In recent years, many grocers have retrofitted from high GWP HFCs, such as R-404a and R-507a, to mid-range GWP refrigerants like R-448a and R449a. “However, the combination of the state refrigerant ban under SB 1206 and the AIM Act Subsection H proposed rulemaking has many searching for more future-proof alternatives like natural refrigerants,” Wright said.

NASRC’s recent retailer survey forecasts over 300% growth in CO2 systems in new and existing facilities. “Given the large impact of refrigerants on Scope 1 emissions, food retailers cannot meet climate targets without addressing refrigerants.”

Surprisingly, Wright said, there is still a large volume of industrial and cold storage systems in California using R-22 that will need to be addressed given price increases and limited availability.

Peter Thomas, president of Resource Compliance Inc., said he hasn’t seen significant growth in the number of companies in California retrofitting systems or decommissioning older equipment and installing new.

“It is happening but there are still a lot of synthetic refrigerants being used,” Thomas said, adding that he is concerned some end users in California aren’t as focused on upcoming requirements as they should be. “They’re just plugging along and not paying attention and it is all going to come to a head. They will be forced to make a decision, and it could be an expensive one.”

Thomas added that end users need to give themselves enough time to source, install and train employees on new equipment.

When selecting new refrigeration equipment, Wright said companies should consider the business risks associated with HFCs. “What are the annual costs of refrigerant leaks as prices increase? What are the costs associated with refrigerant reclaim programs? What are the risks of lagging behind the market as competitors move to climatefriendly refrigerants? Natural refrigerants are the only future-proof alternative that can effectively address these risks,” she said.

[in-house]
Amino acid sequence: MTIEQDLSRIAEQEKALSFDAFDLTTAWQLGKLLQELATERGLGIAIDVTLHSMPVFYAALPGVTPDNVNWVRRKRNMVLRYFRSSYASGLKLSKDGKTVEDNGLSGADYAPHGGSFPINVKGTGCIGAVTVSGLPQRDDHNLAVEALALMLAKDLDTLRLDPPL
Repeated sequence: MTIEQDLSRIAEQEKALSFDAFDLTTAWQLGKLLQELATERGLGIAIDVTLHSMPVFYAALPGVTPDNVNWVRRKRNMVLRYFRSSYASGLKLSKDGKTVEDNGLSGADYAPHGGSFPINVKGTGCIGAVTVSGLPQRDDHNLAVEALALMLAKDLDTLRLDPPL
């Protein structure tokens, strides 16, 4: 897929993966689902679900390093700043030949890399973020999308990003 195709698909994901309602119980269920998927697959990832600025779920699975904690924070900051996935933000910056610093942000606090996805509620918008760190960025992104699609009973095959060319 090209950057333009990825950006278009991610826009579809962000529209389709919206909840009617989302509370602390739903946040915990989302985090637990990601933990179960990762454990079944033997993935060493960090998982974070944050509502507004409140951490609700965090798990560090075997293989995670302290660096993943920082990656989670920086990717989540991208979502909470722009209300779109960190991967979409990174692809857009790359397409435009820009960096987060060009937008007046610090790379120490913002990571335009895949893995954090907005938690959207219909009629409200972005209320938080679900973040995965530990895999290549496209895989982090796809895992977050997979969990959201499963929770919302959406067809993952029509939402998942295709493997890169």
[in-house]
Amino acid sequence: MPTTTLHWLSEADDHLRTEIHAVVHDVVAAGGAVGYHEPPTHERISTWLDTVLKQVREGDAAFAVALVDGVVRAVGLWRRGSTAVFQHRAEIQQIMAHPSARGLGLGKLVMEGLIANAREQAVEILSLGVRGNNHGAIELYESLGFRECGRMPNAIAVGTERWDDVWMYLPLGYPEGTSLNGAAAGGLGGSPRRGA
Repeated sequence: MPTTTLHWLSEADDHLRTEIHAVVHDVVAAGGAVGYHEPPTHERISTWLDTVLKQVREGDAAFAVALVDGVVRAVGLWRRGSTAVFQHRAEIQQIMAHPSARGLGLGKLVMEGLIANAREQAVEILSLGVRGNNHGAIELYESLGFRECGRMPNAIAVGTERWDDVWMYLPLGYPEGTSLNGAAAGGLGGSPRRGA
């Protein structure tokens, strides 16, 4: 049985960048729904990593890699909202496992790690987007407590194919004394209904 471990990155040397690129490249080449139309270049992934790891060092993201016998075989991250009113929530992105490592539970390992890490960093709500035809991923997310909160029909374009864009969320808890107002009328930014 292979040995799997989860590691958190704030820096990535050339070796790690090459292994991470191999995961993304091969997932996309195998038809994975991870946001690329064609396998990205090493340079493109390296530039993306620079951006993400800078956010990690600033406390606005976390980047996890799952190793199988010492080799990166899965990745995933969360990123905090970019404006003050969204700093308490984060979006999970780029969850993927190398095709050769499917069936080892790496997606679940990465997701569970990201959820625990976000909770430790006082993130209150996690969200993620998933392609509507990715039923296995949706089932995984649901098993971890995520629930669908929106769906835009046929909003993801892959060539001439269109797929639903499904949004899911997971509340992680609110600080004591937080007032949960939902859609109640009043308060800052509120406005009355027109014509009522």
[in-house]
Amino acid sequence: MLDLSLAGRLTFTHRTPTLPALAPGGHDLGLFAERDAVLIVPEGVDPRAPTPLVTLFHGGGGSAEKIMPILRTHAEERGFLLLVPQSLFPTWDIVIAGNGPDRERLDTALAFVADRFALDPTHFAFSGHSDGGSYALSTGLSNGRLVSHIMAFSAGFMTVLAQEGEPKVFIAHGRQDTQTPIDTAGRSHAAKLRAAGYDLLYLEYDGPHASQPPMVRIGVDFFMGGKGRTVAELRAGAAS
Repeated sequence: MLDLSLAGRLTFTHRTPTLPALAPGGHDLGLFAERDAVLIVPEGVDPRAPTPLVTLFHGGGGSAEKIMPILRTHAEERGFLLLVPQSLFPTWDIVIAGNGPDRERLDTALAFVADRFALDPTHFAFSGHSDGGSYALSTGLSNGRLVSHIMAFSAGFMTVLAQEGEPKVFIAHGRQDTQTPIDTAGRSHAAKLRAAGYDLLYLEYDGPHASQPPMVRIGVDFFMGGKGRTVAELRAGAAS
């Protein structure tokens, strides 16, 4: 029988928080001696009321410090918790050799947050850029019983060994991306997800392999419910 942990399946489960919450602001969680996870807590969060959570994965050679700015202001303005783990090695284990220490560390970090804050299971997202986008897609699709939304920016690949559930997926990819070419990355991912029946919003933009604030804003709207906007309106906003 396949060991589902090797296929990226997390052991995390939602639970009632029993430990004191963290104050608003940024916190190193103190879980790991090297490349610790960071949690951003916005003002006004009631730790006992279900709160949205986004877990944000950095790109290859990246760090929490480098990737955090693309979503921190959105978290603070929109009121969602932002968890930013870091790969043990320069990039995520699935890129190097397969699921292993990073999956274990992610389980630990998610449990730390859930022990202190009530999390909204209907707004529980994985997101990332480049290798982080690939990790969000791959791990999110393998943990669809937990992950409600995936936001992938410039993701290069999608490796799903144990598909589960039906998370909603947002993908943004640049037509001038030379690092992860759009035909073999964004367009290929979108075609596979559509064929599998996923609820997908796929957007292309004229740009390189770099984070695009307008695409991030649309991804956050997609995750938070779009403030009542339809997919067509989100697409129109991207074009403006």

Even with regulatory requirements and corporate sustainability goals driving the adoption of natural refrigerants, challenges remain. “Are there challenges to adoption and transition? Yes, but those challenges are no more complicated than maintaining the status quo,” Coffin said.

The lack of available service technicians is an ongoing issue the refrigeration industry faces. “That is not specific to this transition. It is overall,” he said. “Do we need to uptrain technicians? Absolutely.”

In fact, Coffin said natural refrigerant systems could attract new talent to the service industry. “The advanced systems are more sexy than the old systems,” he explained. “If you look at CO2, you’re electrifying and digitizing a lot of the components. It is more appealing to the next generation,” he said. Looking Ahead

The first final rule of the AIM Act, which focuses on the phasedown of production and consumption, took effect on Jan. 1, requiring a 40% reduction in supply. “We know that in Europe, dramatic price spikes for HFC refrigerants began around this threshold, so we are expecting to see a similar impact in the U.S.,” Wright said.

Under the AIM Act, the EPA is authorized to phasedown production and consumption of HFCs in the U.S. by 85% by 2036. The AIM Act’s second rule, which focuses on technology transitions, puts GWP limits on specific refrigerant applications. “We’re looking at 150 GWP for commercial refrigeration, for example, by Jan. 1, 2027, and then there is a whole list of applications in terms of their dates and when they transition to the GWP thresholds that are going into place,” Coffin said.

Between 2025 and 2028, there will be restrictions on the sale of high GWP applications ranging from AC to commercial and industrial refrigeration. Wright said she expects the final subsection h rule under the AIM Act, which will have significant implications on refrigerant management and reclaim, to be released this year.

Additionally, Coffin said those in the industry should keep an eye on regulations related to poly- and perfluoroalkyl substances, known as PFAS. The European Union’s Registration, Evaluation, Authorization and Restriction of Chemicals (REACH) proposal related to PFAS will be finalized in 2025.

“They may ban 10,000 chemicals that have PFAS. We are already seeing states talking about how they’d regulate PFAS,” Coffin said. “That would also directly impact refrigerants, including the synthetic alternatives coming to the table as approximately 95% of them would be classified as PFAS.”